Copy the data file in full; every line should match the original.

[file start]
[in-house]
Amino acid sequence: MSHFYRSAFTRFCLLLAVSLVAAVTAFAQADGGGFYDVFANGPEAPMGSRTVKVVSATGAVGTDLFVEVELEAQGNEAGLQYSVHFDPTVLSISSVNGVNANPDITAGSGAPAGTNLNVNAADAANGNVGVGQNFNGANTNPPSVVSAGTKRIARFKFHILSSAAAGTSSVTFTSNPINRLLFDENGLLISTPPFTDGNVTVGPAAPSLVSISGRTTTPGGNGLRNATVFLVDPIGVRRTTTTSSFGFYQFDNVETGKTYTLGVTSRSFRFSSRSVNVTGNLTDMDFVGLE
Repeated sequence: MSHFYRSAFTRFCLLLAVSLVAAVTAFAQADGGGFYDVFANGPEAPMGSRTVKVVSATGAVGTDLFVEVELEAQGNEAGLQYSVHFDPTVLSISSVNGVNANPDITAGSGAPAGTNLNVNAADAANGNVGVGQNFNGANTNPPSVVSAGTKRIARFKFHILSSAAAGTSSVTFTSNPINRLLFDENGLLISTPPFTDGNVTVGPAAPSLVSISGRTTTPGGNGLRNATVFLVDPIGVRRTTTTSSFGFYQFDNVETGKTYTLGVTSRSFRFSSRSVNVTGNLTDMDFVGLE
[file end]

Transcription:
[in-house]
Amino acid sequence: MSHFYRSAFTRFCLLLAVSLVAAVTAFAQADGGGFYDVFANGPEAPMGSRTVKVVSATGAVGTDLFVEVELEAQGNEAGLQYSVHFDPTVLSISSVNGVNANPDITAGSGAPAGTNLNVNAADAANGNVGVGQNFNGANTNPPSVVSAGTKRIARFKFHILSSAAAGTSSVTFTSNPINRLLFDENGLLISTPPFTDGNVTVGPAAPSLVSISGRTTTPGGNGLRNATVFLVDPIGVRRTTTTSSFGFYQFDNVETGKTYTLGVTSRSFRFSSRSVNVTGNLTDMDFVGLE
Repeated sequence: MSHFYRSAFTRFCLLLAVSLVAAVTAFAQADGGGFYDVFANGPEAPMGSRTVKVVSATGAVGTDLFVEVELEAQGNEAGLQYSVHFDPTVLSISSVNGVNANPDITAGSGAPAGTNLNVNAADAANGNVGVGQNFNGANTNPPSVVSAGTKRIARFKFHILSSAAAGTSSVTFTSNPINRLLFDENGLLISTPPFTDGNVTVGPAAPSLVSISGRTTTPGGNGLRNATVFLVDPIGVRRTTTTSSFGFYQFDNVETGKTYTLGVTSRSFRFSSRSVNVTGNLTDMDFVGLE